December 11, 2019 by Siobhan Brown
Hi everyone! I’m Hope, a new volunteer in the communications team who will be bringing you regular updates about what the animals have been up to on the farm.
I graduated from the University of Sussex with an MA in Art History and Museum Curating with Photography, where I specialised in Theatre & Performance. Working across writing, editing, events productions and administration, I have previously held roles at Studio Private, Dazed & Confused, the V&A and Elephant West Gallery. I am currently working at 59 Productions, an award-winning design studio and production company.
Having spent a large amount of my upbringing around farm animals in Essex and having always owned pets they have remained my greatest joy. In my spare time, I like visiting London’s city farms. They make me feel like I’m in the countryside without travelling very far.
Volunteering at Stepney City Farm has impacted my life in a really positive way as it allows me to keep my writing skills up in my spare time and gain insight into the inner workings of the farm. It’s also rewarding to support the farm which does such amazing work providing the local community with the opportunity to experience farming right in the heart of the city.
I’m excited to start updating you on what the animals have been up to on a regular basis.
The change in season has brought about considerable changes to the farm animals and their needs. This has impacted how our Farmyard Manager Tom and animal worker Colin look after them.
Due to the time of year and the change in hourly light, the chickens have decreased laying. Even if the winter weather is warmer, if there is not enough light some breeds will slow down laying. This is because more of the chickens’ bodily resources have to go into keeping them warm rather than producing eggs. Due to this, we currently have fewer eggs on sale at the Farm.
The chickens have also been malting, which is also closely linked to the change in daylight hours and the end of the egg laying season. The annual moult is when the chickens shed all their feathers and replace them with new ones.
Our donkeys George and Dunstan now have their winter coats on to keep warm. They are mostly wearing them overnight at the moment but sometimes during the day too depending on the temperature levels.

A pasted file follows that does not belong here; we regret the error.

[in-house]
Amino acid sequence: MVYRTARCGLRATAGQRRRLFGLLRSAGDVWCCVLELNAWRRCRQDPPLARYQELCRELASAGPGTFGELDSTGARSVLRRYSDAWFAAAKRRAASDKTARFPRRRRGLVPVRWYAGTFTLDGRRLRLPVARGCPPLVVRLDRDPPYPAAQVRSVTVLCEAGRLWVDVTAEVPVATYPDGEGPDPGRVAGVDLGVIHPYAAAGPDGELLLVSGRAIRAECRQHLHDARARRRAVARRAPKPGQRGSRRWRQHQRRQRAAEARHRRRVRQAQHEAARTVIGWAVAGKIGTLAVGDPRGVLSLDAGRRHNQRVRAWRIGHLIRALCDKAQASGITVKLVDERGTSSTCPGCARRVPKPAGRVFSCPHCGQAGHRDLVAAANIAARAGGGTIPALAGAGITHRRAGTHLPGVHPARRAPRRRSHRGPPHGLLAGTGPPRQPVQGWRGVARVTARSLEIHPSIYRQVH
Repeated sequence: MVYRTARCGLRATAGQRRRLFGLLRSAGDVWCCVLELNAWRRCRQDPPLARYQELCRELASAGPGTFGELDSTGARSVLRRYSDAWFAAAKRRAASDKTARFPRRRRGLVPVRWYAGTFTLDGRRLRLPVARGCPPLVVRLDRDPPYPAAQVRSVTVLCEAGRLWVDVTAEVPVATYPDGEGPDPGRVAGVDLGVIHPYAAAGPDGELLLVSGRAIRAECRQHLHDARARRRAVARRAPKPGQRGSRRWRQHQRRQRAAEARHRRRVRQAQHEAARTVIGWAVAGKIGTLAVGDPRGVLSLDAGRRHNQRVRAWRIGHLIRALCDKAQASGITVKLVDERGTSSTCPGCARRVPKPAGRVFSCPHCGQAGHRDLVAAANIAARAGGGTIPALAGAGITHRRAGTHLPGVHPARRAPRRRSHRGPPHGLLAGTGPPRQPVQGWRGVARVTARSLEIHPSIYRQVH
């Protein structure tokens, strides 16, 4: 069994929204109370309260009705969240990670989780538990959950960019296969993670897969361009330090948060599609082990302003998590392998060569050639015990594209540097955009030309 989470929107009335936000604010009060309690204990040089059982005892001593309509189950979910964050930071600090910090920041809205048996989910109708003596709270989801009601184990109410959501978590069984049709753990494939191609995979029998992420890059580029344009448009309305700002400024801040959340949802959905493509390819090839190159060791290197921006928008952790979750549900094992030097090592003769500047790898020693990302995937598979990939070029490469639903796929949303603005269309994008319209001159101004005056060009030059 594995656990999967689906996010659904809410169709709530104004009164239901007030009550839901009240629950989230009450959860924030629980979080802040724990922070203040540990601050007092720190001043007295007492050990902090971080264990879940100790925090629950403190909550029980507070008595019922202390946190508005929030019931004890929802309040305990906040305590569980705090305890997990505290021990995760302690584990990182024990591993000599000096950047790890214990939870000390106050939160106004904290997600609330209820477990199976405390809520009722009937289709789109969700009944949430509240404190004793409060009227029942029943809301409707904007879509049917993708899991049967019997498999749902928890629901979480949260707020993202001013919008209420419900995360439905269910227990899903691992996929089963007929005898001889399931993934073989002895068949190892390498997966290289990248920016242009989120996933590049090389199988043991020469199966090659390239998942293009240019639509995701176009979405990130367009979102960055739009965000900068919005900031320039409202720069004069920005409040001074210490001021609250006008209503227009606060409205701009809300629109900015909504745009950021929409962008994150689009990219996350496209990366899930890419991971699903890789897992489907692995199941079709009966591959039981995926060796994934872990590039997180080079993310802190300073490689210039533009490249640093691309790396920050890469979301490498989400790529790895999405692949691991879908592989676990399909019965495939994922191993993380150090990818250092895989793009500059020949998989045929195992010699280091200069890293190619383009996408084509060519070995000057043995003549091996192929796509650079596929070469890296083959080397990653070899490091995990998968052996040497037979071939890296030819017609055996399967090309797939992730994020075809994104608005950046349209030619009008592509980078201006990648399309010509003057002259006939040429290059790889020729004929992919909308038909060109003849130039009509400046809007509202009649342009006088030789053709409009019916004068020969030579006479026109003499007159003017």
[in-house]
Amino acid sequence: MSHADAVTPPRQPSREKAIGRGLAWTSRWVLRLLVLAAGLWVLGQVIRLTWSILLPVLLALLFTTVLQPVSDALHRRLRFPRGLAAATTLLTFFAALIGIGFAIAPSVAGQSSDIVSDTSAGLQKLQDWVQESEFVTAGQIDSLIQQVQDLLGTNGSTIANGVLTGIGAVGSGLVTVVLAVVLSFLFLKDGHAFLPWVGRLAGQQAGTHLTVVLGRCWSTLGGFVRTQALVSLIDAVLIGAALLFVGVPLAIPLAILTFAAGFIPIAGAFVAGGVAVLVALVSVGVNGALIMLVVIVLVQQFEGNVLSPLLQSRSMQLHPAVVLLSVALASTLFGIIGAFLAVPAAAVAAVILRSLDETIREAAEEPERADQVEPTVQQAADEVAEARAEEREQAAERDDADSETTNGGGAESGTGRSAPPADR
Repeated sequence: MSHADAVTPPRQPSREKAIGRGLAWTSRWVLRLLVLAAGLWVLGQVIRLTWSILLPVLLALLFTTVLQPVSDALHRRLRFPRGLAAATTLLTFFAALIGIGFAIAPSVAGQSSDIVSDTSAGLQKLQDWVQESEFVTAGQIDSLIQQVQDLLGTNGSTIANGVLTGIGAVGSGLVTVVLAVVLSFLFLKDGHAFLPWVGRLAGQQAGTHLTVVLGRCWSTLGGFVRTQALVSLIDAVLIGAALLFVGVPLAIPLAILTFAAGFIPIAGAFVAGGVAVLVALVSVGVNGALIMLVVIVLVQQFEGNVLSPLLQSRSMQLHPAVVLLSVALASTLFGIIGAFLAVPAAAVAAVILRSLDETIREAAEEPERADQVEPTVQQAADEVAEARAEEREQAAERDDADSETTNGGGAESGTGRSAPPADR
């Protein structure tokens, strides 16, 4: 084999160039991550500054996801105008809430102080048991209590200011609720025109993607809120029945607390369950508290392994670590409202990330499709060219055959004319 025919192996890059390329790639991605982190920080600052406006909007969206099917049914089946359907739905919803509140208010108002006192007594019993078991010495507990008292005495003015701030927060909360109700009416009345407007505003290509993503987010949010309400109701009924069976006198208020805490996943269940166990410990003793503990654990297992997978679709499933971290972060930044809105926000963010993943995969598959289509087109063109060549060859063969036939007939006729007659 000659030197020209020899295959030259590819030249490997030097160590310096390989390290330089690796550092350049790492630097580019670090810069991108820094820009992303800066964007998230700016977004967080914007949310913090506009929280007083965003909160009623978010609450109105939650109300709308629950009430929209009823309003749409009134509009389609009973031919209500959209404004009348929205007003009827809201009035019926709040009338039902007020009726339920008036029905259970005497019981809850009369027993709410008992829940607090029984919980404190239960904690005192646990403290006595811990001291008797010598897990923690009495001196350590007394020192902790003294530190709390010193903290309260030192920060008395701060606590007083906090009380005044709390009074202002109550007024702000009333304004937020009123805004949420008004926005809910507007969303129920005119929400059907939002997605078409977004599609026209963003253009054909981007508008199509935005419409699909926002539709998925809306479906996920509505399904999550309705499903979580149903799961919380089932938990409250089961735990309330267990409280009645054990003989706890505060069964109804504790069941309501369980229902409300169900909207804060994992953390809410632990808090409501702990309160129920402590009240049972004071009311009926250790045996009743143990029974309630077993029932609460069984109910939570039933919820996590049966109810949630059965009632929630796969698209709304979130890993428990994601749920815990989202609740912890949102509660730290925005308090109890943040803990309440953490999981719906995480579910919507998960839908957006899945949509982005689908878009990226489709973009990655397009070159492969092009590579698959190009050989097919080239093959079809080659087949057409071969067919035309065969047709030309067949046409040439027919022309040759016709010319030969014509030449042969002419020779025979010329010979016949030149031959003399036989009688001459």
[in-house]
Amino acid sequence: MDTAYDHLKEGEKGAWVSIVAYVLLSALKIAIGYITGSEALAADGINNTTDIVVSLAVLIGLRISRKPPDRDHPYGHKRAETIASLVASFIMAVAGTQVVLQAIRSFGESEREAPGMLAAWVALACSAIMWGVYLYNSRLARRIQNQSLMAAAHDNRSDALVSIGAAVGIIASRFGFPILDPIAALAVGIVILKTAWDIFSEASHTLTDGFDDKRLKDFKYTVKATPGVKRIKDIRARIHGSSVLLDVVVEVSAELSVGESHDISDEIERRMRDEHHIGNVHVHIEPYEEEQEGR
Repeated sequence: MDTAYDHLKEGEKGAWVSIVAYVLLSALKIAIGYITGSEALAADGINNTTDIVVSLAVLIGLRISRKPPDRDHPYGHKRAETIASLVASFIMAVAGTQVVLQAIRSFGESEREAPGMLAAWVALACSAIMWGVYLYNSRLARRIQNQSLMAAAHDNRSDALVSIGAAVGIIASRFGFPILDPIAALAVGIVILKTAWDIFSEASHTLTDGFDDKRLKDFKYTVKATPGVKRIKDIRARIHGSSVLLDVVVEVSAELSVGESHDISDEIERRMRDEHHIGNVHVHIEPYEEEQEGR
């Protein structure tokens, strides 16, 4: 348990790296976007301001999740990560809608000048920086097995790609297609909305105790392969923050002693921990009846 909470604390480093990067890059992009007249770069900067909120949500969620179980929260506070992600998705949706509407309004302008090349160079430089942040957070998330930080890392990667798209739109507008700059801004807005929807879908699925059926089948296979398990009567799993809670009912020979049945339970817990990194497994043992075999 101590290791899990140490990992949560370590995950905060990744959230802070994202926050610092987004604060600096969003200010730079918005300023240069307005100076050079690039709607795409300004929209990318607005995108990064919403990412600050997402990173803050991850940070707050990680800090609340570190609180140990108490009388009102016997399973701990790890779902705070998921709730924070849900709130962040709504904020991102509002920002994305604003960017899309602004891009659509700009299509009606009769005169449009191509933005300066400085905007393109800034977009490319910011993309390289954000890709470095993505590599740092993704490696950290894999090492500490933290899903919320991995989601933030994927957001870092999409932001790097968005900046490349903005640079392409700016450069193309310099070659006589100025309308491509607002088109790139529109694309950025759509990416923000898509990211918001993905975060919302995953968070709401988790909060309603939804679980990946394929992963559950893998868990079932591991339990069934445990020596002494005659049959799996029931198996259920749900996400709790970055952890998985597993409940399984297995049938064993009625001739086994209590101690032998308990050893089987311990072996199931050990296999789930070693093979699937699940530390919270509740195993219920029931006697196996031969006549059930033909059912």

Donkeys’ coats tend to be longer and coarser than horses and they don’t produce as much natural grease as horses do. Donkeys are more susceptible to rain, wind and snow and less adaptable to the UK weather: this makes coats a necessity in the winter months.
Kat and Mars, our pedigree Berkshire pigs, are also going through some seasonal changes of their own. They are currently split up in different fields so they can spend time apart over the winter period in order to put on some weight which will be beneficial in the colder months.
Hellos and goodbyes
As you may already know, we have had 9 piglets on the farm this year: 3 girls and 6 boys. The female piglets have recently been sold to another farm as breeding stock. The remaining piglets will be staying with us until February when they will go for meat.
We’ve had some newcomers to the farm! The Farm has been donated some more Soay sheep – a young ram (Patrick) and two girls (Beyonsoay and Diana.) The new ram is registered so we will be able to sell his offspring as we have done with the piglets.
Two ferrets, Bobo and Nibbles, have joined the small furries. They have settled in well. They’re quite a bit bigger than longstanding resident ferret Mr Wiggles: he is getting older and isn’t able to store up as large fat reserves as the youngsters can.
Excitingly, our female goats Jazz and Pop recently went to Newham City Farm in the hope of getting pregnant. Fingers crossed we will have some kids running around in Spring 2020.
More space for our animals
Over the winter we are also preparing some of the land handed back to us from Crossrail for two new poultry enclosures and an additional grazing field.
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